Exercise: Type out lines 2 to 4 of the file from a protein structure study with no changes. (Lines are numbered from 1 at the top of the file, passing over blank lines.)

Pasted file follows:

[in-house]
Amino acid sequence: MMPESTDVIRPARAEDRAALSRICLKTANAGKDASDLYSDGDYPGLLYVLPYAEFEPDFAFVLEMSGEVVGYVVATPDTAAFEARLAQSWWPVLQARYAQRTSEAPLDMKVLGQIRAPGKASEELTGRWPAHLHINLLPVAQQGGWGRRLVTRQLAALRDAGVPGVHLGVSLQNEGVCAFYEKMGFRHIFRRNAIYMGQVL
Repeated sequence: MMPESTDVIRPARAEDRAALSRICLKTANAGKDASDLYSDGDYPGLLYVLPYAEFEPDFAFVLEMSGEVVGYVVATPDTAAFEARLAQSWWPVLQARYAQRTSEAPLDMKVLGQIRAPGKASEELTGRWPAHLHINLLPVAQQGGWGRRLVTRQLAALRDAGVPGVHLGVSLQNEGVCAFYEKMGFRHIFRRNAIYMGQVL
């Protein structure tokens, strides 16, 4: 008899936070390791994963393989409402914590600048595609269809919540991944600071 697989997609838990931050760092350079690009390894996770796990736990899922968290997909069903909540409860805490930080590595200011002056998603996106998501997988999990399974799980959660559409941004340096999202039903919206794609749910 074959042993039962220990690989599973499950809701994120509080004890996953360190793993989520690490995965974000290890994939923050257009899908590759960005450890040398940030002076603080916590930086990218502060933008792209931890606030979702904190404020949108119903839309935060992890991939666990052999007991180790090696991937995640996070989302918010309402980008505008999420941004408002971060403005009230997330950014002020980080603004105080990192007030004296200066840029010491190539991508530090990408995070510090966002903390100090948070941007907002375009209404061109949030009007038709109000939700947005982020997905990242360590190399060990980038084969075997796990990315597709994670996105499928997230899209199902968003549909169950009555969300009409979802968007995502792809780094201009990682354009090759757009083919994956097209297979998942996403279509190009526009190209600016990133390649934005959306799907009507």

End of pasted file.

Amino acid sequence: MMPESTDVIRPARAEDRAALSRICLKTANAGKDASDLYSDGDYPGLLYVLPYAEFEPDFAFVLEMSGEVVGYVVATPDTAAFEARLAQSWWPVLQARYAQRTSEAPLDMKVLGQIRAPGKASEELTGRWPAHLHINLLPVAQQGGWGRRLVTRQLAALRDAGVPGVHLGVSLQNEGVCAFYEKMGFRHIFRRNAIYMGQVL
Repeated sequence: MMPESTDVIRPARAEDRAALSRICLKTANAGKDASDLYSDGDYPGLLYVLPYAEFEPDFAFVLEMSGEVVGYVVATPDTAAFEARLAQSWWPVLQARYAQRTSEAPLDMKVLGQIRAPGKASEELTGRWPAHLHINLLPVAQQGGWGRRLVTRQLAALRDAGVPGVHLGVSLQNEGVCAFYEKMGFRHIFRRNAIYMGQVL
């Protein structure tokens, strides 16, 4: 008899936070390791994963393989409402914590600048595609269809919540991944600071 697989997609838990931050760092350079690009390894996770796990736990899922968290997909069903909540409860805490930080590595200011002056998603996106998501997988999990399974799980959660559409941004340096999202039903919206794609749910 074959042993039962220990690989599973499950809701994120509080004890996953360190793993989520690490995965974000290890994939923050257009899908590759960005450890040398940030002076603080916590930086990218502060933008792209931890606030979702904190404020949108119903839309935060992890991939666990052999007991180790090696991937995640996070989302918010309402980008505008999420941004408002971060403005009230997330950014002020980080603004105080990192007030004296200066840029010491190539991508530090990408995070510090966002903390100090948070941007907002375009209404061109949030009007038709109000939700947005982020997905990242360590190399060990980038084969075997796990990315597709994670996105499928997230899209199902968003549909169950009555969300009409979802968007995502792809780094201009990682354009090759757009083919994956097209297979998942996403279509190009526009190209600016990133390649934005959306799907009507």